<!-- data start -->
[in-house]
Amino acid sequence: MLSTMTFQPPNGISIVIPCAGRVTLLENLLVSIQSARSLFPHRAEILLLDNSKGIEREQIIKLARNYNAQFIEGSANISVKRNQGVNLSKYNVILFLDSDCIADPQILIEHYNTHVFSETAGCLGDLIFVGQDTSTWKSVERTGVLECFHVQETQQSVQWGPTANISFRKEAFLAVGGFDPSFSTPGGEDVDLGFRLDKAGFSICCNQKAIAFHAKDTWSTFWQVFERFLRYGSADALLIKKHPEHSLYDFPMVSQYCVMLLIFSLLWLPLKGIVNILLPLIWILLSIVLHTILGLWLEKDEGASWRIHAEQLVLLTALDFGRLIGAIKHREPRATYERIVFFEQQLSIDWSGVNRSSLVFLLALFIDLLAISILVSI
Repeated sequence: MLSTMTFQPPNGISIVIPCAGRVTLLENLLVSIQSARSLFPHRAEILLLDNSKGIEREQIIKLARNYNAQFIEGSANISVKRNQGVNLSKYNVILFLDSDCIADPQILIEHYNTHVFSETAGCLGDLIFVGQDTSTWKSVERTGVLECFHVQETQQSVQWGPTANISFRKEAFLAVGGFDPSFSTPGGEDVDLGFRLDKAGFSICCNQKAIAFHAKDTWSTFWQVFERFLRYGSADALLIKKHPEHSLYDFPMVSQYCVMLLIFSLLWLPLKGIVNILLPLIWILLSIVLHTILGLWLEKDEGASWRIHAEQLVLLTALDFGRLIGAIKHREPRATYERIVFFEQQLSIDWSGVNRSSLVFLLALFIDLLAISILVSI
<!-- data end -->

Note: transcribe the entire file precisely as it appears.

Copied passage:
[in-house]
Amino acid sequence: MLSTMTFQPPNGISIVIPCAGRVTLLENLLVSIQSARSLFPHRAEILLLDNSKGIEREQIIKLARNYNAQFIEGSANISVKRNQGVNLSKYNVILFLDSDCIADPQILIEHYNTHVFSETAGCLGDLIFVGQDTSTWKSVERTGVLECFHVQETQQSVQWGPTANISFRKEAFLAVGGFDPSFSTPGGEDVDLGFRLDKAGFSICCNQKAIAFHAKDTWSTFWQVFERFLRYGSADALLIKKHPEHSLYDFPMVSQYCVMLLIFSLLWLPLKGIVNILLPLIWILLSIVLHTILGLWLEKDEGASWRIHAEQLVLLTALDFGRLIGAIKHREPRATYERIVFFEQQLSIDWSGVNRSSLVFLLALFIDLLAISILVSI
Repeated sequence: MLSTMTFQPPNGISIVIPCAGRVTLLENLLVSIQSARSLFPHRAEILLLDNSKGIEREQIIKLARNYNAQFIEGSANISVKRNQGVNLSKYNVILFLDSDCIADPQILIEHYNTHVFSETAGCLGDLIFVGQDTSTWKSVERTGVLECFHVQETQQSVQWGPTANISFRKEAFLAVGGFDPSFSTPGGEDVDLGFRLDKAGFSICCNQKAIAFHAKDTWSTFWQVFERFLRYGSADALLIKKHPEHSLYDFPMVSQYCVMLLIFSLLWLPLKGIVNILLPLIWILLSIVLHTILGLWLEKDEGASWRIHAEQLVLLTALDFGRLIGAIKHREPRATYERIVFFEQQLSIDWSGVNRSSLVFLLALFIDLLAISILVSI